Click the image to see the link.
The Gingerbread Man's Number Formation Book:
Click the image to see the link
Check us out:
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          Teachers Pay Teachers:  KFUNdamentals on TPT

 See yo all tomorrow!
Palma :)


Friday, November 17, 2017

Kindergarten Thanksgiving Feast

You Can Totally Do This!

Just follow our 6 SECRET TIPS and check out the CCSS for each station:

You can have the greatest Thanksgiving Feast Ever and it's soooo SIMPLE!

Last year, we had so much fun learning & making food for our Thanksgiving feast!
Yes, Common Core can be a huge part of your feast!



First, we planned our special day:


I made a list of all of the things we needed to make these  simple food items on our menu:  Corn muffins, butter,  fruit salad, and apple juice.








  
 Our Menu

CORN MUFFINS
SECRET TIP #1:  
Cornbread cooked right in these paper cups!
Use an electric frying pan.  Just be sure to use the cups with an
airspace at the bottom.  No flat bottom cups allowed!



BUTTER
SECRET TIP #2: 
 Butter forms faster if you
don't use a plastic container. 
(You can see the yellow clump of butter
forming in the jar and the buttermilk
all around it.)



FRUIT SALAD
SECRET TIP #3:
Don't peel the oranges.  Slice them
crosswise so students can remove the
peel and cut the orange.  If you give them
sections of the orange, the knife doesn't
cut the sections well & they get smashed.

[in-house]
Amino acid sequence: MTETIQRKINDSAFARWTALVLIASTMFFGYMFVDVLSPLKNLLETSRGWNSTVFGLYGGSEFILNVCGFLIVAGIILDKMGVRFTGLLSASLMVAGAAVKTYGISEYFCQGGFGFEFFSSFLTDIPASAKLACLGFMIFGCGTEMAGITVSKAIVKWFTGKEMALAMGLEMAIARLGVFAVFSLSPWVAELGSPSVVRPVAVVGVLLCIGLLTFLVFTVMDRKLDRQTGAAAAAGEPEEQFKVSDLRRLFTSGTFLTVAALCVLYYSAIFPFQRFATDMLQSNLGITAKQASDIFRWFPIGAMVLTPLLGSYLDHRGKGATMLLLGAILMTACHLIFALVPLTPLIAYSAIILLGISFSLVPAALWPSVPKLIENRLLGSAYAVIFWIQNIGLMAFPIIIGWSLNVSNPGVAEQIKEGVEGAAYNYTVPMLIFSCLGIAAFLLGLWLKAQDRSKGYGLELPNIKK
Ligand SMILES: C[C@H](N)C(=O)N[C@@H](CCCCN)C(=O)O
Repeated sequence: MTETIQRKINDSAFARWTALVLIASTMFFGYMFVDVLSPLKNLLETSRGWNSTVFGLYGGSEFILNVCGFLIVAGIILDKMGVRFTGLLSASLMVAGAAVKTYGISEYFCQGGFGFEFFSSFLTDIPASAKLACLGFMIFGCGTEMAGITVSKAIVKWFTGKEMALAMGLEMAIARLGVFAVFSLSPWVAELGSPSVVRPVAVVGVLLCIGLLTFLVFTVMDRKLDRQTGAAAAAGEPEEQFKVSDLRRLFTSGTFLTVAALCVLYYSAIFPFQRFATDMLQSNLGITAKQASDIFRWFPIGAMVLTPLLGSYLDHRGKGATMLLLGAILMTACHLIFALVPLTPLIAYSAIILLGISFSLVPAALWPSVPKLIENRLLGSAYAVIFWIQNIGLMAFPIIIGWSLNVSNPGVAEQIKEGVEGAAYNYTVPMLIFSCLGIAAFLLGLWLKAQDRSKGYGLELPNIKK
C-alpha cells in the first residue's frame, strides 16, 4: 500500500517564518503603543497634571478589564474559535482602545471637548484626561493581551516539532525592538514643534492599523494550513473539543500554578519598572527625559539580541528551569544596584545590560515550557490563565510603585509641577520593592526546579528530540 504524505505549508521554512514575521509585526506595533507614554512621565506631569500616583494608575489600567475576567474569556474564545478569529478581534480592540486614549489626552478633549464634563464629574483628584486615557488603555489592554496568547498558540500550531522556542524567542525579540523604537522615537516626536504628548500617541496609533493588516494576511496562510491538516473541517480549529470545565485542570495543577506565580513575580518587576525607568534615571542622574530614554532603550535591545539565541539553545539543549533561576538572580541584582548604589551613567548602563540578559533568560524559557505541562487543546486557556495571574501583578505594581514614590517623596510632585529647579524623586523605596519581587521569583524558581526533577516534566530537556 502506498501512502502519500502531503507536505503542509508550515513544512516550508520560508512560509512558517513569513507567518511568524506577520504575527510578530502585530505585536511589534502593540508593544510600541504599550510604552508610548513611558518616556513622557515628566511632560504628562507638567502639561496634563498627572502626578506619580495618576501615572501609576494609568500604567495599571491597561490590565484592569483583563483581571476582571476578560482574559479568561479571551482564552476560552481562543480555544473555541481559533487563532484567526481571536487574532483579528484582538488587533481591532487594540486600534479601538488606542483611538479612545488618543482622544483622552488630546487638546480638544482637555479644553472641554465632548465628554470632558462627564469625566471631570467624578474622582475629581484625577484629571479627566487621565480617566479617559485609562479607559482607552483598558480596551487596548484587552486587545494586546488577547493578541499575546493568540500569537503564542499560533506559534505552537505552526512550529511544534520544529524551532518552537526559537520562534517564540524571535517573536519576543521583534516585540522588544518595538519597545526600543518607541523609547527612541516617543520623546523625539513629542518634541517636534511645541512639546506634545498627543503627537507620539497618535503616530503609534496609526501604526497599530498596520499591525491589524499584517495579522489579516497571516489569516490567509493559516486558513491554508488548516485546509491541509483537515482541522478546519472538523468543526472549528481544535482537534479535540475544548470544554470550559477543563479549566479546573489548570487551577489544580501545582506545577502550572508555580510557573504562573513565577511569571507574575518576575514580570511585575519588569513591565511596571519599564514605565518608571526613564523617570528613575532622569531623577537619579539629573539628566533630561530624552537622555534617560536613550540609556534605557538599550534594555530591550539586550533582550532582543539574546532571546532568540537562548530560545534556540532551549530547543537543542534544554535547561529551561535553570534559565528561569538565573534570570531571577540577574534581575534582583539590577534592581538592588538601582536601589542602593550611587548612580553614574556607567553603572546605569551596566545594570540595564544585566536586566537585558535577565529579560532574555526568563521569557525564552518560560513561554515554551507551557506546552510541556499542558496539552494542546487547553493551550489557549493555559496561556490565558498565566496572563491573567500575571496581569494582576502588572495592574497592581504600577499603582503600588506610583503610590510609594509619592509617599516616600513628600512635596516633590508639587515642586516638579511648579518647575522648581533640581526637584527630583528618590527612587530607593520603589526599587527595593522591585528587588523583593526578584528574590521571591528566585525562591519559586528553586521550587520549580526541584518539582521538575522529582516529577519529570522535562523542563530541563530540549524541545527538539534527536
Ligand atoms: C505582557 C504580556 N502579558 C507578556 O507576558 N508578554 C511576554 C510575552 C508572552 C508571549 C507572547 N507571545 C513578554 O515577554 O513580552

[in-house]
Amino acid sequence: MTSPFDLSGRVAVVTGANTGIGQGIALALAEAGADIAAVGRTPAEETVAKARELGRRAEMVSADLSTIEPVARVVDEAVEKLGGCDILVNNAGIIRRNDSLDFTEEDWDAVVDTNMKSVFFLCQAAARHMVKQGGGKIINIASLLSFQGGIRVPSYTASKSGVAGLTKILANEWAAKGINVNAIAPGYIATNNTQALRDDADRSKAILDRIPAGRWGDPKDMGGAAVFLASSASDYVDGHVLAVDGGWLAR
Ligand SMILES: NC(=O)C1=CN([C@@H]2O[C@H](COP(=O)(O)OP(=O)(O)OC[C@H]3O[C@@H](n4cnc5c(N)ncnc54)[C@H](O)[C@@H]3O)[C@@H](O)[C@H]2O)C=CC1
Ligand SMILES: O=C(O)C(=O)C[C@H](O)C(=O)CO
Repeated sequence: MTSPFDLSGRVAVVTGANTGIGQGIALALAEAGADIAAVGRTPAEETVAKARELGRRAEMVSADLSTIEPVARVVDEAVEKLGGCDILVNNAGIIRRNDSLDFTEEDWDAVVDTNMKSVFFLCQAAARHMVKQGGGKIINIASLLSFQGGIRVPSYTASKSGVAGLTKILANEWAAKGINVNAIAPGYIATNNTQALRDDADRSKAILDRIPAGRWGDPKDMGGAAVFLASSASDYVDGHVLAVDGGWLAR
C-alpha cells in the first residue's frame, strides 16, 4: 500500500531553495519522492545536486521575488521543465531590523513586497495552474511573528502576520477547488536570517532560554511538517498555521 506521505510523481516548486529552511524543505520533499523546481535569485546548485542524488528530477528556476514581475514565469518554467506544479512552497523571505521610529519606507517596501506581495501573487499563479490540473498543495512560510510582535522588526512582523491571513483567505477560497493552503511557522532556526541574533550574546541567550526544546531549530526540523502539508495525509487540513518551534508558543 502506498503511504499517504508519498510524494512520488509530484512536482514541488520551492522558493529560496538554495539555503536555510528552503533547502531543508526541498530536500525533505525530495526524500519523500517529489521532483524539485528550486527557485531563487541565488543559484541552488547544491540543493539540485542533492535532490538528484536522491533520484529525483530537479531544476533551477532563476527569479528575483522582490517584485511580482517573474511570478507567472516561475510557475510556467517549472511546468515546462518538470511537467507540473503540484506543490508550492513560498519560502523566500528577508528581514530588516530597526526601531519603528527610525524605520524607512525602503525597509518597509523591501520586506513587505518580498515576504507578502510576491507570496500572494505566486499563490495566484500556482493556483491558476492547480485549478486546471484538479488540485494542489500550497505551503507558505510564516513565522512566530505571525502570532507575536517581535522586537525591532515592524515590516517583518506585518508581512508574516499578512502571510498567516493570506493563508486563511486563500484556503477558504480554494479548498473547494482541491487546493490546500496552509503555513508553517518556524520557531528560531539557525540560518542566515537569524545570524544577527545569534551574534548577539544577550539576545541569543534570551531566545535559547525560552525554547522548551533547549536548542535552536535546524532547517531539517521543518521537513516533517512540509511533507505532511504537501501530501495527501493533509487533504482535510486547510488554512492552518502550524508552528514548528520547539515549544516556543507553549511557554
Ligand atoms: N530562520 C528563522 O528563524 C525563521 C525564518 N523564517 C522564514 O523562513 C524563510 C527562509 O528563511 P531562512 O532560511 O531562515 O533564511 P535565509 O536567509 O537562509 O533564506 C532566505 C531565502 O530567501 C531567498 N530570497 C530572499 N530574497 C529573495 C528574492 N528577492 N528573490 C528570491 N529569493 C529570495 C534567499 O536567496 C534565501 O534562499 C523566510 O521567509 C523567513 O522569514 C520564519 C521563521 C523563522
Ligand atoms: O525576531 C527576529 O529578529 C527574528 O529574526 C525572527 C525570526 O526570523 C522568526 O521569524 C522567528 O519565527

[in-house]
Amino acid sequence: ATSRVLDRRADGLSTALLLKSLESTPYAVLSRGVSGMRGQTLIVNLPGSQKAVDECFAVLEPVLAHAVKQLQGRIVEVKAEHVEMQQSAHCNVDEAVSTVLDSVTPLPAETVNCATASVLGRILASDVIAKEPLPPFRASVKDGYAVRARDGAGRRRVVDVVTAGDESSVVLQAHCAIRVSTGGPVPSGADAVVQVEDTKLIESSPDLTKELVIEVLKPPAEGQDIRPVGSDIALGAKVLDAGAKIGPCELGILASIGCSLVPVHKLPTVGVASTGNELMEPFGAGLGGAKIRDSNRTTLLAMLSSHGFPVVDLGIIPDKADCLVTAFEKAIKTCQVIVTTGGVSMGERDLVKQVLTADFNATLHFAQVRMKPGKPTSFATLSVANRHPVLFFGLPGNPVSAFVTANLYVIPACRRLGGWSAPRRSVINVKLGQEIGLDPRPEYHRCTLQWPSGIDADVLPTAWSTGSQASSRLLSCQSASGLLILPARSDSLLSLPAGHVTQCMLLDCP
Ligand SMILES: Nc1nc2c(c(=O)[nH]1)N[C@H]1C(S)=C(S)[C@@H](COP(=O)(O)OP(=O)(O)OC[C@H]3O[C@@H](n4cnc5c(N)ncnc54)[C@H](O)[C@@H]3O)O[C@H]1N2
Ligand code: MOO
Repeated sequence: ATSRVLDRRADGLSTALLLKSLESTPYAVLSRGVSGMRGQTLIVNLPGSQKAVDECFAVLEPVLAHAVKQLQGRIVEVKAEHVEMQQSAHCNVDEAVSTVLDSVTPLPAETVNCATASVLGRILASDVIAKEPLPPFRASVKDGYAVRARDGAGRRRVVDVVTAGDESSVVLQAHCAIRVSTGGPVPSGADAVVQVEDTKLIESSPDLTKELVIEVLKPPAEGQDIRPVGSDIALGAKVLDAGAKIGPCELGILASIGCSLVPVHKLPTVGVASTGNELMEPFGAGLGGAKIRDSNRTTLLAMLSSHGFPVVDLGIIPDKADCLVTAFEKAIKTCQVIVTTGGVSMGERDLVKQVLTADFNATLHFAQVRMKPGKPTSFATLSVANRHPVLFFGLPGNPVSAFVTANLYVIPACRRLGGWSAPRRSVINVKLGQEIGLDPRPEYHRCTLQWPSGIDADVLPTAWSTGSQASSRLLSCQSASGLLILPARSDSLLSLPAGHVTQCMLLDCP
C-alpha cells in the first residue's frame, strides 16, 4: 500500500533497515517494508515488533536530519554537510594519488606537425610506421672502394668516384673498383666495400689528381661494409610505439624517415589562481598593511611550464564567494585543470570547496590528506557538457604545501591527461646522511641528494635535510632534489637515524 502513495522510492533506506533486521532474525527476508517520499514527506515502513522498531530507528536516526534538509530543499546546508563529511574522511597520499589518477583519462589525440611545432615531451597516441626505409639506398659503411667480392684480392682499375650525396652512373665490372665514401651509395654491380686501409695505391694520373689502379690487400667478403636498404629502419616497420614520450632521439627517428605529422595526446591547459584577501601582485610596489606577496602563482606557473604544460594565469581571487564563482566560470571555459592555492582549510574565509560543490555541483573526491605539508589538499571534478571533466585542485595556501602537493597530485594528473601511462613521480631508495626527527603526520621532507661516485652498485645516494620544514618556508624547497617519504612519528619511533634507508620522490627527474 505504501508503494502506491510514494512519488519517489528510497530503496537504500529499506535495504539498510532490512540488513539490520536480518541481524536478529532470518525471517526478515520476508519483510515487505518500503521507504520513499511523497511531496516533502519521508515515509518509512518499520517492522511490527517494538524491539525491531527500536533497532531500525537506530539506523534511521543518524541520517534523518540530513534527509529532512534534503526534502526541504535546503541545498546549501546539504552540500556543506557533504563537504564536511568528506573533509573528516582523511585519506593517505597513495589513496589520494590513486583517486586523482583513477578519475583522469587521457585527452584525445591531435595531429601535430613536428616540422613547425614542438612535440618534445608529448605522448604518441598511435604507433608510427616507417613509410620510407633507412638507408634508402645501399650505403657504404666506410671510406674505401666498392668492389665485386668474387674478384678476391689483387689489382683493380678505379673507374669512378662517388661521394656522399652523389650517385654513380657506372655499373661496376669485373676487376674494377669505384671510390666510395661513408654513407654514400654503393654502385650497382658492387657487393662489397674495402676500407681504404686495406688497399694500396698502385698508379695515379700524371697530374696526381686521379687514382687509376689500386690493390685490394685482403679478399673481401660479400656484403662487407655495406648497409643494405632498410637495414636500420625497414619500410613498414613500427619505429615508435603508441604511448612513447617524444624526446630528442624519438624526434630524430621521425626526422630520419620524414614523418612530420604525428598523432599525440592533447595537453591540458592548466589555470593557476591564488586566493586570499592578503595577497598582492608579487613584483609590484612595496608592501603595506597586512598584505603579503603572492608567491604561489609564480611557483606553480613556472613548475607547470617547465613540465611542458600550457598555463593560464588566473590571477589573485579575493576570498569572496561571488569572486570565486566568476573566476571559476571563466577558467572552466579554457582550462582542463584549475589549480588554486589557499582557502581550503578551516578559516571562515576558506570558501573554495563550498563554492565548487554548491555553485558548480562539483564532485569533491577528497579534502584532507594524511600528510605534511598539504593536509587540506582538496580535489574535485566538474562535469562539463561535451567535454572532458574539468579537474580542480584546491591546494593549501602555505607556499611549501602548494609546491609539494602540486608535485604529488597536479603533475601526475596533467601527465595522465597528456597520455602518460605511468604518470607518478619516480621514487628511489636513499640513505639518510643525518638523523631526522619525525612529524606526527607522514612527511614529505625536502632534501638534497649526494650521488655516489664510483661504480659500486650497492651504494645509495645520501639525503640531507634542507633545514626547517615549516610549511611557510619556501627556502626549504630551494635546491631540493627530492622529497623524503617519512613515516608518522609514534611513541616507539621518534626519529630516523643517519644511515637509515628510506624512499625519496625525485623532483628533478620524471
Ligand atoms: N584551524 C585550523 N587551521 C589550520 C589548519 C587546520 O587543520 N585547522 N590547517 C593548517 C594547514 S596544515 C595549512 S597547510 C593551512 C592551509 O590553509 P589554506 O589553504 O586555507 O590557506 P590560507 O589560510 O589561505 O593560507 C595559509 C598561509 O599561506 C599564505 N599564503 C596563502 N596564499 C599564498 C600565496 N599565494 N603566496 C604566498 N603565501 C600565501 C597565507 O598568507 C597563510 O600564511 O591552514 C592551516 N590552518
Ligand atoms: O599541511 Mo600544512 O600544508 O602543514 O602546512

APPLE JUICE
This year I plan to bring in my juicer so we can actually
juice our our apples, but you can just serve bottled apple juice. :)
~~~~~~~~~~~~~~~~~~~~~~~~~~~~~~~~~~~~~~~~~~~~~~~~~~~~~~~~~~~

Each child brought home a note asking them to bring in one item.  Be sure to request items to arrive the day before you need them.  For a class of 30 you will need the following items:
(I always request organic produce & cream from cows not given hormones.)

1 pint of heavy whipping cream (liquid) (2 children can each bring in in 1 cup)
3 packages of Marie Callender's Cornbread mix (3 children can each bring in 1 package)
1 quart bottle of filtered water
For all of the fruit, each child brings in 1 piece, 1 bunch, or 1 basket)
2 apple
2 oranges
2 bananas
1 basket of strawberries
1 basket of raspberries
1 basket of blackberries
1 basket of blueberries
2 kiwis
2 pears
1 pomegranate
1 can of pineapple chunks
1 small bunch of green, purple, or red grapes
40 paper plates
30 napkins
30 plastic spoons
10 plastic knives
60 Dixie cups (5 oz size with an airspace at the bottom) (30 for juice, 30 for cornbread)
3 lg bottle of apple juice (or 30 more apples if you plan to juice them)

(10 of the plates and the 10 plastic knives are for cutting fruit.)
~~~~~~~~~~~~~~~~~~~~~~~~~~~~~~~~~~~~~~~~~~~~~~~~~~~~~~~~~~~~~~~

Feast Day:

Before the students arrive prepare the following:

Station 1:  FRUIT SALAD

Wash all of the fruit
Set out 10 paper plates and 10 plastic knives for cutting fruit
Set out a large plastic bowl to collect all of the cut up fruit.
Crack open the pomegranate.  Children will only remove the pieces.
Chop, chop, chop!

Station 2:  CORN MUFFINS

Set up an electric frying pan in a safe place (like the teachers' staff room)
Set out 5 oz paper cups (the kind w/ the airspace at the bottom. It's OK if they have wax on them.)
Marie Callender corn bread mix 
1 quart of filtered water
1 Tablespoon measuring spoon to measure dry mix
1 Tablespoon measuring spoon to measure the water
10 popsicle sticks for stirring
1 pencil
A tray to transport the cups to the room where they will cook.
These are real "cup" cakes!  


Station 3:  BUTTER

4 pint size mason jars
Set the heavy whipped cream out so it is room temperature when the children start to shake it.